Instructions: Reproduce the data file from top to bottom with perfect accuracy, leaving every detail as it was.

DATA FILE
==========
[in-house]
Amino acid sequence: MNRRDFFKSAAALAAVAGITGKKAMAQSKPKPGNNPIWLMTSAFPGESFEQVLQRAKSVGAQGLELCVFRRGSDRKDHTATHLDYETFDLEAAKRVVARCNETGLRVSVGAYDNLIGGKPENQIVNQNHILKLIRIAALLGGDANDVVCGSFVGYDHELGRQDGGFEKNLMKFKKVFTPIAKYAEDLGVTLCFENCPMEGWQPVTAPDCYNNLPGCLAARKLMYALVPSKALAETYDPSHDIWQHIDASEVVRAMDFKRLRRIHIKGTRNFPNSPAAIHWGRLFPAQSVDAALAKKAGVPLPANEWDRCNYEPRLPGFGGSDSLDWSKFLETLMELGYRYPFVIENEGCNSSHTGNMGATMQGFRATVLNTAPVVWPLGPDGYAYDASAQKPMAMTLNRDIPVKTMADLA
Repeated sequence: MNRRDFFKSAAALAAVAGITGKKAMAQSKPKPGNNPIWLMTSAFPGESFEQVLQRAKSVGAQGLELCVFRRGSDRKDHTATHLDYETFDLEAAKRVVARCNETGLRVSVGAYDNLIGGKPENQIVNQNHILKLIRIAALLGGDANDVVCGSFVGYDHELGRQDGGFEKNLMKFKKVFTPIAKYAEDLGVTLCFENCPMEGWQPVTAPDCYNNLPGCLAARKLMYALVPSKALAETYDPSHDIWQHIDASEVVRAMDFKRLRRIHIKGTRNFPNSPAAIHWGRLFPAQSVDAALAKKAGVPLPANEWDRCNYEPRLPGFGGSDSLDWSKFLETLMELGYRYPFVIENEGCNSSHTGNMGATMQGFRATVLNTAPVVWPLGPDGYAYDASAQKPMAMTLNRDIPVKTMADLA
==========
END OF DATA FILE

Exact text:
[in-house]
Amino acid sequence: MNRRDFFKSAAALAAVAGITGKKAMAQSKPKPGNNPIWLMTSAFPGESFEQVLQRAKSVGAQGLELCVFRRGSDRKDHTATHLDYETFDLEAAKRVVARCNETGLRVSVGAYDNLIGGKPENQIVNQNHILKLIRIAALLGGDANDVVCGSFVGYDHELGRQDGGFEKNLMKFKKVFTPIAKYAEDLGVTLCFENCPMEGWQPVTAPDCYNNLPGCLAARKLMYALVPSKALAETYDPSHDIWQHIDASEVVRAMDFKRLRRIHIKGTRNFPNSPAAIHWGRLFPAQSVDAALAKKAGVPLPANEWDRCNYEPRLPGFGGSDSLDWSKFLETLMELGYRYPFVIENEGCNSSHTGNMGATMQGFRATVLNTAPVVWPLGPDGYAYDASAQKPMAMTLNRDIPVKTMADLA
Repeated sequence: MNRRDFFKSAAALAAVAGITGKKAMAQSKPKPGNNPIWLMTSAFPGESFEQVLQRAKSVGAQGLELCVFRRGSDRKDHTATHLDYETFDLEAAKRVVARCNETGLRVSVGAYDNLIGGKPENQIVNQNHILKLIRIAALLGGDANDVVCGSFVGYDHELGRQDGGFEKNLMKFKKVFTPIAKYAEDLGVTLCFENCPMEGWQPVTAPDCYNNLPGCLAARKLMYALVPSKALAETYDPSHDIWQHIDASEVVRAMDFKRLRRIHIKGTRNFPNSPAAIHWGRLFPAQSVDAALAKKAGVPLPANEWDRCNYEPRLPGFGGSDSLDWSKFLETLMELGYRYPFVIENEGCNSSHTGNMGATMQGFRATVLNTAPVVWPLGPDGYAYDASAQKPMAMTLNRDIPVKTMADLA